Trade spats, politics hurt tea prices in East Africa

Monday August 05 2019

Finlay Mombasa Ltd employees arrange various types of tea for testing at the company’s laboratory before they are packed for export. Global tea prices have dropped in recent times. PHOTO | FILE | NATION MEDIA GROUP


Socio-economic and political crises in the world’s leading tea consumers have led to a significant decline in global tea prices.

And the East African Tea Trade Association (EATTA), an industry lobby, warns that the prices will continue dropping if the political uncertainties in major tea trading countries such as the US, the UK, Sudan, Egypt and Iran are not stemmed.


The global price for tea is currently $2.73 a kilogramme, compared with $3.31 at the same time last year.

Speaking at the Mombasa tea auction this past week, Edward Mudibo, EATTA managing director, also cited currency devaluation and rising inflation in some countries that have experienced political crises including Sudan, where inflation has reached 70 per cent and Egypt, where it reached highs of 20 per cent last year.

And the reintroduction of US-led sanctions against Iran is bound to have far-reaching ramifications for the tea trade as well.


“A reduction in exports to the Middle Eastern markets, a drop in oil prices and a heat wave in Europe have contributed to the decline in demand for tea and consequently low prices," Mr Mudibo said.

Iran imports 95 per cent of the tea it consumes. China and Kenya are major suppliers, although 55 per cent of tea consumed in Iran is smuggled.

Sudan, which is in the middle of a political crisis, last year imported over 27,000 tonnes of tea but this year’s volumes are expected to drop drastically due to the current political environment.

The unpredictable market in the UK, another huge tea consumer and importer, is also expected to record fewer imports in the wake of uncertainties associated with Brexit.

Other factors are VAT on direct sales by local exporters, VAT on inter-trading, are adequate consumer-driven research and development, and promotional activities.


While prices have been on the decline or flat, the tea sector is grappling with increased costs of production such as labour, fertiliser, electricity and fuel. With the prevailing low average price of tea, most tea producers are not able to sustain the costs of production.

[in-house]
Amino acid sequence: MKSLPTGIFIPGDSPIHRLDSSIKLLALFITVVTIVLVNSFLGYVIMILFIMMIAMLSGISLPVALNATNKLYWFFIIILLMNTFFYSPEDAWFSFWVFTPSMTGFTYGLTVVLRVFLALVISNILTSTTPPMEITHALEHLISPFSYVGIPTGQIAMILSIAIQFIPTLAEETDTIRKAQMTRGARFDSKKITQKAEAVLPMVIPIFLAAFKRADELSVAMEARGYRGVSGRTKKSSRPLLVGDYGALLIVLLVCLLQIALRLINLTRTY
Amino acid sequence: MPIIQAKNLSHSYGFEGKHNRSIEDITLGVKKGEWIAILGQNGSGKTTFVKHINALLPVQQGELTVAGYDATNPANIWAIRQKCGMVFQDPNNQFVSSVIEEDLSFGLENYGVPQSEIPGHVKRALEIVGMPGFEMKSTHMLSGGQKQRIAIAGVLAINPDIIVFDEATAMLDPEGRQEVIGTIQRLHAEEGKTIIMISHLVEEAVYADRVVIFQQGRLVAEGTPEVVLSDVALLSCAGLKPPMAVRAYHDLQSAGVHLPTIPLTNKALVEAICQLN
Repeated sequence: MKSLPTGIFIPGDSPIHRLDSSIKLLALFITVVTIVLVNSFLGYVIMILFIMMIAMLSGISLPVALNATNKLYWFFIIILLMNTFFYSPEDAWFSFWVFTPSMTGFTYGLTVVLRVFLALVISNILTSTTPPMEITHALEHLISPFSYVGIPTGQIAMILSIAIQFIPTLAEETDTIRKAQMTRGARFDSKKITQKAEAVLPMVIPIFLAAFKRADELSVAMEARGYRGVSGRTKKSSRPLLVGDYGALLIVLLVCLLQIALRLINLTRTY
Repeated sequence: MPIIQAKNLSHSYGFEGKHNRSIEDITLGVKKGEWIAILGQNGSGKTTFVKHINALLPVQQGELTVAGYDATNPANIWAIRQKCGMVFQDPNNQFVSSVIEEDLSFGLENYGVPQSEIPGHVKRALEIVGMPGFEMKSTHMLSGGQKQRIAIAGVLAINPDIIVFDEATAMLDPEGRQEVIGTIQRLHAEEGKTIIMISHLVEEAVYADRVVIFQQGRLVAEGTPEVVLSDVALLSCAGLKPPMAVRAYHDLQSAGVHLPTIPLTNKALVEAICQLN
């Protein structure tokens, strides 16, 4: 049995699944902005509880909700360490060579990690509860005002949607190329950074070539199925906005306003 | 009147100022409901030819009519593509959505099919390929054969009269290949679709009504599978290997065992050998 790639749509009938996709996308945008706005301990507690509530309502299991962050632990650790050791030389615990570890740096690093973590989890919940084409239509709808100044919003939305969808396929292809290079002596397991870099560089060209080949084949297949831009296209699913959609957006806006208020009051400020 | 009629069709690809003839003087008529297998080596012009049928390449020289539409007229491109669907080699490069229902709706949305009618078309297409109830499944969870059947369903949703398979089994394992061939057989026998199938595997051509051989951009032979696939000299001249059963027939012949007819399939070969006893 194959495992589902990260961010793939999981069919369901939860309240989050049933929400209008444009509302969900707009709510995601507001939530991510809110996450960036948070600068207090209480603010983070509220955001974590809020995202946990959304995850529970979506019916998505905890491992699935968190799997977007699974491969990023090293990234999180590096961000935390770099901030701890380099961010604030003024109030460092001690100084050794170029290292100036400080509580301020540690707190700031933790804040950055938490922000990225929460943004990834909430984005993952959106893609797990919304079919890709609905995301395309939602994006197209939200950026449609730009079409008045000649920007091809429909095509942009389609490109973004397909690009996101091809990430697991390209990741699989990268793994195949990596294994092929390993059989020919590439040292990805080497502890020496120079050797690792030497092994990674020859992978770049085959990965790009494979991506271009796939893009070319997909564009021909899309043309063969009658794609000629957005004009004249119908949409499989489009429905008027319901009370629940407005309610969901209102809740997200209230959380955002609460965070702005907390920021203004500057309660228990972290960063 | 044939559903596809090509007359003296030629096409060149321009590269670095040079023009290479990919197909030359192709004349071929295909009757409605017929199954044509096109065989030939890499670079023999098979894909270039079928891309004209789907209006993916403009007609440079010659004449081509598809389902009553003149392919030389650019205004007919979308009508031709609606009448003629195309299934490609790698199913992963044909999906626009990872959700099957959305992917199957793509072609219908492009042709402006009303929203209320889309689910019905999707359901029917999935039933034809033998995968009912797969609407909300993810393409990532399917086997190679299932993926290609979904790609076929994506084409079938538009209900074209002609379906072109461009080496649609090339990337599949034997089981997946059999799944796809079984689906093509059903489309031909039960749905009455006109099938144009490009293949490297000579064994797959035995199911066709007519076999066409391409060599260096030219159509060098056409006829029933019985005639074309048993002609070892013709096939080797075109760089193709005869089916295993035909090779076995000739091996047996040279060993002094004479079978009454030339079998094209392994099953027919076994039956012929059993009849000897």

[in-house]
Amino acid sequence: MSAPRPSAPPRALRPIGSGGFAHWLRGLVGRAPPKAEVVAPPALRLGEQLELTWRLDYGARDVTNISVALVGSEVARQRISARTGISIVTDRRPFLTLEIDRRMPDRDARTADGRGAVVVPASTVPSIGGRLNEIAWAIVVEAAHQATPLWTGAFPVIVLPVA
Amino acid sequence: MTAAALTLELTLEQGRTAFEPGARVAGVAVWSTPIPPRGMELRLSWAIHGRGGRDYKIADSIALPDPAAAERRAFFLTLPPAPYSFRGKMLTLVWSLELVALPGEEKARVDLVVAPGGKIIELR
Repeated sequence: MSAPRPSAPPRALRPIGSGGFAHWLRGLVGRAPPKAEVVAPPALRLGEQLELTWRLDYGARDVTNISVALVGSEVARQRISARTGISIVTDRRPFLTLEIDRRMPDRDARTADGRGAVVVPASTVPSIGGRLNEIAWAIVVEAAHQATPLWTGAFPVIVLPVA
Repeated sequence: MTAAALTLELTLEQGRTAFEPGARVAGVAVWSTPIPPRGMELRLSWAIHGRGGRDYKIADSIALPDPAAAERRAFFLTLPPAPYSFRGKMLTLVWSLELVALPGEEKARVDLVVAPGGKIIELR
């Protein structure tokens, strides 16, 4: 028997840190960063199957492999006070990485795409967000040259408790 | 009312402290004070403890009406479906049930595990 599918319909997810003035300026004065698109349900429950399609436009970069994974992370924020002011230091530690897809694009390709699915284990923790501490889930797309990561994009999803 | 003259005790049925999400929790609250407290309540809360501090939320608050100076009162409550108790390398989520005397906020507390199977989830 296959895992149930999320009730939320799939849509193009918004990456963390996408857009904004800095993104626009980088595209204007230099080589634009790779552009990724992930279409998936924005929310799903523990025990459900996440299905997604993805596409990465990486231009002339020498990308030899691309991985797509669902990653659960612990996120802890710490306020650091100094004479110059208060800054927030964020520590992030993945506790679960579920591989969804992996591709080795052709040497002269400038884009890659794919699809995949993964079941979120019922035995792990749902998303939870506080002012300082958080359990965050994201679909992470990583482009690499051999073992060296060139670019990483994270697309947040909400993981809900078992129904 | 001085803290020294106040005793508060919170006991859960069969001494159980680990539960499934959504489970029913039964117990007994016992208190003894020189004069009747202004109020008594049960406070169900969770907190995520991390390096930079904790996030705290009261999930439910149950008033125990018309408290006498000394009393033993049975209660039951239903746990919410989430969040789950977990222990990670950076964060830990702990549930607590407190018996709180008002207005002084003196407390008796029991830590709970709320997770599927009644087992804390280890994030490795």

Mombasa is the largest black CTC (crush, tear, curl) tea auction centre in the world, and accounts for 32 per cent of global tea exports. Under the CTC method, tea leaves are run through a series of cylindrical rollers with numerous sharp teeth that crush, tear and curl the leaves.

The Mombasa tea auction centre is known for high quality teas.

Last year, it traded over 400,000 tonnes of tea valued at over $1 billion.

Export records from EATTA indicate that there has been instability in tea prices over the past three years, despite a rise in production in Africa, with experts projecting further reduction of prices in the next two years.

Global tea production in 2018 increased by 0.68 per cent to an estimated 5.85 billion kg, from 5.81 billion kg in 2017, with Africa's contribution being 717 million kgs, accounting for 12.25 per cent of the total.

Global exports stood at 1.85 million tonnes, with Africa's contribution being 654,000 tonnes or 35 per cent.

In East Africa, Kenya remains the largest producer of tea, earning more than $14 million last year. The tea sector employs more than six million Kenyans directly or indirectly.

Over 67 per cent of tea traded in the country is auctioned at the Mombasa Tea Auction Centre, featuring teas from Kenya, Uganda, Tanzania, Rwanda, Burundi, Ethiopia, DRC, Malawi, Madagascar and Mozambique.